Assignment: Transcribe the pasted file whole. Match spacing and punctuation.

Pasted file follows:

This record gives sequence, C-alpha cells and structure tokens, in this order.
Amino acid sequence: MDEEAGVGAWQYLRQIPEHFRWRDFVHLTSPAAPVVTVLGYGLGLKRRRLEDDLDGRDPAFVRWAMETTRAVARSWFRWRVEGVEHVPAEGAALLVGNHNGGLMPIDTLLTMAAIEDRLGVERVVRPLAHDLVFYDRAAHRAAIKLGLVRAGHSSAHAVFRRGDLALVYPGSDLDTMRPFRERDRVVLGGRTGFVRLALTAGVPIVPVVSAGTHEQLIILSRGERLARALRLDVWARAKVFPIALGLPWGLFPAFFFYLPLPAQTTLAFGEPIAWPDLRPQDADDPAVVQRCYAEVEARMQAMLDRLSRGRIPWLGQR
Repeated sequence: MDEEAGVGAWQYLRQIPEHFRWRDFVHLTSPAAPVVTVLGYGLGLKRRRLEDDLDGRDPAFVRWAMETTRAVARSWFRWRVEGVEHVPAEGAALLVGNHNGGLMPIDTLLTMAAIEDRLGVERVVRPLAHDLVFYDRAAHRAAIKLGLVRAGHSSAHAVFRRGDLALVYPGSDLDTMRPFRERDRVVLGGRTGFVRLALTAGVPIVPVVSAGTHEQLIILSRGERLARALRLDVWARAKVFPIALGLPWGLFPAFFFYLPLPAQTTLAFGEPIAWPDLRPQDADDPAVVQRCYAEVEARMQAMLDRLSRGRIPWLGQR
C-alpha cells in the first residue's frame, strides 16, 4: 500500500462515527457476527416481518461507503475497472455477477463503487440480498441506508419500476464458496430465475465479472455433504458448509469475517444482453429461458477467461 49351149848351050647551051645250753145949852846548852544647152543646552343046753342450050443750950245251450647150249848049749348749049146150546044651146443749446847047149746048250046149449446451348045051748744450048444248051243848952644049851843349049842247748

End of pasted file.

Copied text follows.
This record gives sequence, C-alpha cells and structure tokens, in this order.
Amino acid sequence: MDEEAGVGAWQYLRQIPEHFRWRDFVHLTSPAAPVVTVLGYGLGLKRRRLEDDLDGRDPAFVRWAMETTRAVARSWFRWRVEGVEHVPAEGAALLVGNHNGGLMPIDTLLTMAAIEDRLGVERVVRPLAHDLVFYDRAAHRAAIKLGLVRAGHSSAHAVFRRGDLALVYPGSDLDTMRPFRERDRVVLGGRTGFVRLALTAGVPIVPVVSAGTHEQLIILSRGERLARALRLDVWARAKVFPIALGLPWGLFPAFFFYLPLPAQTTLAFGEPIAWPDLRPQDADDPAVVQRCYAEVEARMQAMLDRLSRGRIPWLGQR
Repeated sequence: MDEEAGVGAWQYLRQIPEHFRWRDFVHLTSPAAPVVTVLGYGLGLKRRRLEDDLDGRDPAFVRWAMETTRAVARSWFRWRVEGVEHVPAEGAALLVGNHNGGLMPIDTLLTMAAIEDRLGVERVVRPLAHDLVFYDRAAHRAAIKLGLVRAGHSSAHAVFRRGDLALVYPGSDLDTMRPFRERDRVVLGGRTGFVRLALTAGVPIVPVVSAGTHEQLIILSRGERLARALRLDVWARAKVFPIALGLPWGLFPAFFFYLPLPAQTTLAFGEPIAWPDLRPQDADDPAVVQRCYAEVEARMQAMLDRLSRGRIPWLGQR
C-alpha cells in the first residue's frame, strides 16, 4: 500500500462515527457476527416481518461507503475497472455477477463503487440480498441506508419500476464458496430465475465479472455433504458448509469475517444482453429461458477467461 49351149848351050647551051645250753145949852846548852544647152543646552343046753342450050443750950245251450647150249848049749348749049146150546044651146443749446847047149746048250046149449446451348045051748744450048444248051243848952644049851843349049842247748